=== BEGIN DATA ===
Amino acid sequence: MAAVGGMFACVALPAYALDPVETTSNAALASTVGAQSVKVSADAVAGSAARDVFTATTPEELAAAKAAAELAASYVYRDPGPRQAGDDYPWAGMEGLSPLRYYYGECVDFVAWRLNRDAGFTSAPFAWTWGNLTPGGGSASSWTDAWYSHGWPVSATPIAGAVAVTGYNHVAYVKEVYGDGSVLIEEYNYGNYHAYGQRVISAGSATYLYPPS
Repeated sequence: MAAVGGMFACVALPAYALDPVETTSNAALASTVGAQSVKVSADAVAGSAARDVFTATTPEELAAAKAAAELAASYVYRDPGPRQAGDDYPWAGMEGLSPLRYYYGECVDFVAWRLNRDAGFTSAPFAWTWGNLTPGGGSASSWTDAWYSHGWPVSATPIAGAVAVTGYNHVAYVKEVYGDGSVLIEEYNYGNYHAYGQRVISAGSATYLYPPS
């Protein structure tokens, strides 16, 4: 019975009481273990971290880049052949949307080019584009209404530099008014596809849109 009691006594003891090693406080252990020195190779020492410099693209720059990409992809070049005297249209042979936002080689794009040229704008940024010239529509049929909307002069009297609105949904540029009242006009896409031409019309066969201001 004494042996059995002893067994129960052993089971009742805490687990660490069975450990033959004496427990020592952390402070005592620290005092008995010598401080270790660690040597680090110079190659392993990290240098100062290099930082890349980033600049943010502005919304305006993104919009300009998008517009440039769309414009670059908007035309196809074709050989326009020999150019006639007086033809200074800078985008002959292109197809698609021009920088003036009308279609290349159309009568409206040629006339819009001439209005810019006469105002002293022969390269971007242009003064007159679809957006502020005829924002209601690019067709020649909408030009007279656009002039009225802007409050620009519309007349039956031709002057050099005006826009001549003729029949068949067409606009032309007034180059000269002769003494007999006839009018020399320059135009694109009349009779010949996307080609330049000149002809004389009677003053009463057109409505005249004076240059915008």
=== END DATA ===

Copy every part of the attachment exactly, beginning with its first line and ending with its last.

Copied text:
Amino acid sequence: MAAVGGMFACVALPAYALDPVETTSNAALASTVGAQSVKVSADAVAGSAARDVFTATTPEELAAAKAAAELAASYVYRDPGPRQAGDDYPWAGMEGLSPLRYYYGECVDFVAWRLNRDAGFTSAPFAWTWGNLTPGGGSASSWTDAWYSHGWPVSATPIAGAVAVTGYNHVAYVKEVYGDGSVLIEEYNYGNYHAYGQRVISAGSATYLYPPS
Repeated sequence: MAAVGGMFACVALPAYALDPVETTSNAALASTVGAQSVKVSADAVAGSAARDVFTATTPEELAAAKAAAELAASYVYRDPGPRQAGDDYPWAGMEGLSPLRYYYGECVDFVAWRLNRDAGFTSAPFAWTWGNLTPGGGSASSWTDAWYSHGWPVSATPIAGAVAVTGYNHVAYVKEVYGDGSVLIEEYNYGNYHAYGQRVISAGSATYLYPPS
């Protein structure tokens, strides 16, 4: 019975009481273990971290880049052949949307080019584009209404530099008014596809849109 009691006594003891090693406080252990020195190779020492410099693209720059990409992809070049005297249209042979936002080689794009040229704008940024010239529509049929909307002069009297609105949904540029009242006009896409031409019309066969201001 004494042996059995002893067994129960052993089971009742805490687990660490069975450990033959004496427990020592952390402070005592620290005092008995010598401080270790660690040597680090110079190659392993990290240098100062290099930082890349980033600049943010502005919304305006993104919009300009998008517009440039769309414009670059908007035309196809074709050989326009020999150019006639007086033809200074800078985008002959292109197809698609021009920088003036009308279609290349159309009568409206040629006339819009001439209005810019006469105002002293022969390269971007242009003064007159679809957006502020005829924002209601690019067709020649909408030009007279656009002039009225802007409050620009519309007349039956031709002057050099005006826009001549003729029949068949067409606009032309007034180059000269002769003494007999006839009018020399320059135009694109009349009779010949996307080609330049000149002809004389009677003053009463057109409505005249004076240059915008």